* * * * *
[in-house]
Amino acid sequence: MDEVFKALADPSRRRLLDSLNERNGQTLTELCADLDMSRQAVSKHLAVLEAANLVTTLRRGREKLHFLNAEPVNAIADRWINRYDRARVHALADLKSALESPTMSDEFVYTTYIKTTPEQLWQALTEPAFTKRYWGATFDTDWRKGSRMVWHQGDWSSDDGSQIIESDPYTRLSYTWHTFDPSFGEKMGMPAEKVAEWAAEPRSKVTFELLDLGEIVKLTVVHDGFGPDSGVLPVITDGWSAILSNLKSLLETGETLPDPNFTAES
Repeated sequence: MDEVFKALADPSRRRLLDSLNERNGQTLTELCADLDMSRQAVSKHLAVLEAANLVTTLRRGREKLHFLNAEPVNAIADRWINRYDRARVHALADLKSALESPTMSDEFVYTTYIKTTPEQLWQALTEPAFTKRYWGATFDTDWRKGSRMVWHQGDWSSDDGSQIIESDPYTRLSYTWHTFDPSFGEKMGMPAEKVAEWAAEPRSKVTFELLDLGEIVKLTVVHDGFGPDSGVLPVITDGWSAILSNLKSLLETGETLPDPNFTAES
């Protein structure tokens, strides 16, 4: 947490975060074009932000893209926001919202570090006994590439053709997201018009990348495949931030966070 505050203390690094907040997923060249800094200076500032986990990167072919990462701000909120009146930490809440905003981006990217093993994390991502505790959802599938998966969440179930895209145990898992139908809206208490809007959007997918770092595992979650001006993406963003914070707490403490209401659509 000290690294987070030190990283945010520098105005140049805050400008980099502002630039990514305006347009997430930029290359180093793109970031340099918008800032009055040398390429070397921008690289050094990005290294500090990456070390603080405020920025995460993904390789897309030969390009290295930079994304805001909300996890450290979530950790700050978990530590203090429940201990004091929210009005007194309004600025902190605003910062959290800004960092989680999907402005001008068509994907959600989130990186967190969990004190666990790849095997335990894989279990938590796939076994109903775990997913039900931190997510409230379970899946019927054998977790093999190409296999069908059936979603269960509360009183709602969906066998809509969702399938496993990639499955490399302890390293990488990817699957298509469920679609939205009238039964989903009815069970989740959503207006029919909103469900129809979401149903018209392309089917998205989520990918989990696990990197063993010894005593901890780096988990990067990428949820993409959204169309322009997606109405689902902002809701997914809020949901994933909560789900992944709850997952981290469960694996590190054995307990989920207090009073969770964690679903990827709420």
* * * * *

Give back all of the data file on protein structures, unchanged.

[in-house]
Amino acid sequence: MDEVFKALADPSRRRLLDSLNERNGQTLTELCADLDMSRQAVSKHLAVLEAANLVTTLRRGREKLHFLNAEPVNAIADRWINRYDRARVHALADLKSALESPTMSDEFVYTTYIKTTPEQLWQALTEPAFTKRYWGATFDTDWRKGSRMVWHQGDWSSDDGSQIIESDPYTRLSYTWHTFDPSFGEKMGMPAEKVAEWAAEPRSKVTFELLDLGEIVKLTVVHDGFGPDSGVLPVITDGWSAILSNLKSLLETGETLPDPNFTAES
Repeated sequence: MDEVFKALADPSRRRLLDSLNERNGQTLTELCADLDMSRQAVSKHLAVLEAANLVTTLRRGREKLHFLNAEPVNAIADRWINRYDRARVHALADLKSALESPTMSDEFVYTTYIKTTPEQLWQALTEPAFTKRYWGATFDTDWRKGSRMVWHQGDWSSDDGSQIIESDPYTRLSYTWHTFDPSFGEKMGMPAEKVAEWAAEPRSKVTFELLDLGEIVKLTVVHDGFGPDSGVLPVITDGWSAILSNLKSLLETGETLPDPNFTAES
């Protein structure tokens, strides 16, 4: 947490975060074009932000893209926001919202570090006994590439053709997201018009990348495949931030966070 505050203390690094907040997923060249800094200076500032986990990167072919990462701000909120009146930490809440905003981006990217093993994390991502505790959802599938998966969440179930895209145990898992139908809206208490809007959007997918770092595992979650001006993406963003914070707490403490209401659509 000290690294987070030190990283945010520098105005140049805050400008980099502002630039990514305006347009997430930029290359180093793109970031340099918008800032009055040398390429070397921008690289050094990005290294500090990456070390603080405020920025995460993904390789897309030969390009290295930079994304805001909300996890450290979530950790700050978990530590203090429940201990004091929210009005007194309004600025902190605003910062959290800004960092989680999907402005001008068509994907959600989130990186967190969990004190666990790849095997335990894989279990938590796939076994109903775990997913039900931190997510409230379970899946019927054998977790093999190409296999069908059936979603269960509360009183709602969906066998809509969702399938496993990639499955490399302890390293990488990817699957298509469920679609939205009238039964989903009815069970989740959503207006029919909103469900129809979401149903018209392309089917998205989520990918989990696990990197063993010894005593901890780096988990990067990428949820993409959204169309322009997606109405689902902002809701997914809020949901994933909560789900992944709850997952981290469960694996590190054995307990989920207090009073969770964690679903990827709420």